Monday, September 19, 2011

Galatians 6:2-5

2 Bear one another’s burdens, and thereby fulfill the law of Christ.
3 For if anyone thinks he is something when he is nothing, he deceives himself.
4 But each one must examine his own work, and then he will have reason for boasting in regard to himself alone, and not in regard to another.
5 For each one will bear his own load.

“…And thereby fulfill the law of Christ.”  We as Christians are no longer under the Law; however, Jesus did give us two commands that sum up the entire Law and show how saints should live.  Matthew 22:35-40 tells us, “And one of them, a lawyer, asked Him a question, testing Him, ‘Teacher, which is the great commandment in the Law?’  And He said to him, ‘“YOU SHALL LOVE THE LORD YOUR GOD WITH ALL YOUR HEART, AND WITH ALL YOUR SOUL, AND WITH ALL YOUR MIND.”  This is the great and foremost commandment.  The second is like it, ‘“YOU SHALL LOVE YOUR NEIGHBOR AS YOURSELF.”  On these two commandments depend the whole Law and the Prophets.”  Bearing one another’s burdens, then, fulfills this law in both ways.  Firstly, it shows love for God – it involves us obeying Luke 9:23b (“If anyone wishes to come after me, let him deny himself, and take up his cross daily, and follow Me.”) in that we endure hardship just as Christ did for us, and it shows love for Him by honoring his creation – assigning them value for the sole fact that He created them and considers them valuable.  Secondly, it shows love for others – clearly, by “weep[ing] with those who weep” (Romans 12:15b), and by helping others (1 John 3:17 tells us, “But whoever has the world’s good, and beholds his brother in need and closes his heart against him, how does the love of God abide in him?” Also see Matthew 25:35-40).

Verse 3 reminds me of Jesus’s often-repeated teaching, “If anyone wants to be first, he shall be last of all, and servant of all” (Mark 9:35b) and Ephesians 5:21, “and [all of us] be subject to one another in the fear of Christ.”  It is a difficult command to put into practice, to be sure, but a very important one.  Here in context, I believe Paul was reminding the Galatians to not let pride get in the way of bearing others’ burdens – we may think we are “too busy” or “too important” to take the time to listen to others, comfort them, give them money, do physical labor for them, etc., but if the God of the universe humbled himself to save us – obstinate, wicked wretches that we are– can we not do the same for our brothers and sisters in Christ?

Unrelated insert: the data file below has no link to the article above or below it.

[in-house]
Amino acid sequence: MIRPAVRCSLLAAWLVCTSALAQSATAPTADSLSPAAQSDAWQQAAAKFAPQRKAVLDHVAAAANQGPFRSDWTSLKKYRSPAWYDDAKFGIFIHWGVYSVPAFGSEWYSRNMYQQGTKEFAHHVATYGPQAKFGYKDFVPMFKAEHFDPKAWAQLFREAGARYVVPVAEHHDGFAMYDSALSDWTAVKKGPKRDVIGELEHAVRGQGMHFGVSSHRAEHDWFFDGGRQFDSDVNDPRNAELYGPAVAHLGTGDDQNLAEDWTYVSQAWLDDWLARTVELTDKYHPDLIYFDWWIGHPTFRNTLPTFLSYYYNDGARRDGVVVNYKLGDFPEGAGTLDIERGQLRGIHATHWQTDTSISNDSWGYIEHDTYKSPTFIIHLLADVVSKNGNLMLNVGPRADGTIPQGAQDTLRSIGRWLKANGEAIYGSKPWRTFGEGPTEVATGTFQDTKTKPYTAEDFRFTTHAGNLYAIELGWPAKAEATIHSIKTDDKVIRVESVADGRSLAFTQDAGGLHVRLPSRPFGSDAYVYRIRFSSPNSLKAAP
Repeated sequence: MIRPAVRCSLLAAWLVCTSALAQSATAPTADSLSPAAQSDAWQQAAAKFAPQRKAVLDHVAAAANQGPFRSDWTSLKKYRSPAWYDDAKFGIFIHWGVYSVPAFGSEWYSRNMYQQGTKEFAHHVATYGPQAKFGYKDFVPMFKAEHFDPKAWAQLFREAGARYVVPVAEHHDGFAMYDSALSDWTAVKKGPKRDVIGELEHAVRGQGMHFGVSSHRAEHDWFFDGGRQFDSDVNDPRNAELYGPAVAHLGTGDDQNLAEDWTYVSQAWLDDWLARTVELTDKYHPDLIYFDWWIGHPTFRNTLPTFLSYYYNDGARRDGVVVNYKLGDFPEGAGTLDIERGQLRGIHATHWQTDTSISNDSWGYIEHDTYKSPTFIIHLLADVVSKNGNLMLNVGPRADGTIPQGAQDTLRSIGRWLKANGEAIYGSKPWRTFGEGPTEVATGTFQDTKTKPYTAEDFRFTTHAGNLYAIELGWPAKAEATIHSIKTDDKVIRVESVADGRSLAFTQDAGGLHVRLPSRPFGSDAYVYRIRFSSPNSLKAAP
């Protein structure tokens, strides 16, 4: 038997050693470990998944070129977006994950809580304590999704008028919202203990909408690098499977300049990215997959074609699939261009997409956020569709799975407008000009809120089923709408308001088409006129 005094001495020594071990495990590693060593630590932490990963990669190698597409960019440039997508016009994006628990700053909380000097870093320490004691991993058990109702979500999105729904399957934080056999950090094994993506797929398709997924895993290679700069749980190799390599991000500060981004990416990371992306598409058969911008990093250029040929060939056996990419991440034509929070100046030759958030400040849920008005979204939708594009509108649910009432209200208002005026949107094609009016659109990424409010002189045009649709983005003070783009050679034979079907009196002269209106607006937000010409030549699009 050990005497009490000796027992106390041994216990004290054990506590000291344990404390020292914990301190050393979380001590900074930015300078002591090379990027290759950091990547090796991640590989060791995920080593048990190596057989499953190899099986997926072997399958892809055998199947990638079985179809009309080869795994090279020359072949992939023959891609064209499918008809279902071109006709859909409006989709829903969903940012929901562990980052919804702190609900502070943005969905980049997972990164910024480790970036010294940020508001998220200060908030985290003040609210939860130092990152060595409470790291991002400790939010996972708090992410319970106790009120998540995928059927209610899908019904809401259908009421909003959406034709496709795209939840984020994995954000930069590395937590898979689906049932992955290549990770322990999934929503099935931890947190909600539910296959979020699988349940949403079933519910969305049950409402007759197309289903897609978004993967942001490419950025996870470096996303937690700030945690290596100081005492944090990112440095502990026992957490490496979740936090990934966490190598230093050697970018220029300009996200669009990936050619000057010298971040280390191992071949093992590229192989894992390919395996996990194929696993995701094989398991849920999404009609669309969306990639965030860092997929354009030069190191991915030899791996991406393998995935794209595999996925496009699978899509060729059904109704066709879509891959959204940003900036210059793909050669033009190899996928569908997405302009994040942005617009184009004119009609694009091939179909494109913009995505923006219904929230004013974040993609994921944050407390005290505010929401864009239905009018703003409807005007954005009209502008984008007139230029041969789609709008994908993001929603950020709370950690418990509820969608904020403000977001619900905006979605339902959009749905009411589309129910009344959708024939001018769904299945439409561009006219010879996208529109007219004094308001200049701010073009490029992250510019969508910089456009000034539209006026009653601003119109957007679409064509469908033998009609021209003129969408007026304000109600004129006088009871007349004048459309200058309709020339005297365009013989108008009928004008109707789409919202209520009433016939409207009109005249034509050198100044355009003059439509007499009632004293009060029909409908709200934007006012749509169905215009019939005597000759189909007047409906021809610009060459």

I love verses 4-5.  They tell us that we are certainly allowed to feel accomplished when we do well, so long as we don’t get a big head and think of ourselves as better than others or start to believe that we did it without God’s help.  Consider also Romans 4:1-3, “What then shall we say that Abraham, our forefather according to the flesh, has found?  For if Abraham was justified by works, he has something to boast about; but not before God.  For what does the Scripture say?  ‘AND ABRAHAM BELIEVED GOD, and it was reckoned to him as righteousness.’”  This means that even Abraham – one of the “holiest” men of the Old Testament – had every right to feel accomplished for his success, but he still needed to keep in mind his inferiority to the Lord and his need for His help and forgiveness (see the rest of Romans 4).  “For all have sinned and fall short of the glory of God” (Romans 3:23).  We, too, need to constantly keep in perspective God’s supremacy.

Today, then, let’s all try to keep a humble attitude and bear one another’s burdens.

Discussion starters:
1 – I listed two general ways to bear others’ burdens.  Can you think of more – general, and specific?
2 – There is a thin line between feeling good and accomplished about our accomplishments, and feeling prideful about them.  Can you expound on the difference?  What examples can you think of in the Bible and in your own life?


Clare Kolenda said...

Really good post, Sapphire! :)

There really is a thin line between feeling accomplished and feeling prideful. I am constantly trying to figure out where it is. I think the main difference of the two is if we remember God and His love for us, His greatness over us.

For years I would try to avoid compliments and praise for myself or my works because I thought delighting in those compliments was prideful. But now I know that this is wrong too, because then I start to downgrade the talents God has given me. The way I try to approach it now is remembering God's love for me. He loves me, talents and all. He gave me the talents He did for a reason and He also delights them, especially when we use them wisely. So why shouldn't I feel accomplished and happy with who I am and my talents? I think it's okay to feel this way as long as you remember the One who made that way in the first place. When we give ourselves the credit, that's when we get into trouble.

Sapphire said...

Great ideas, Clare! Thank you for sharing your personal experience. :-)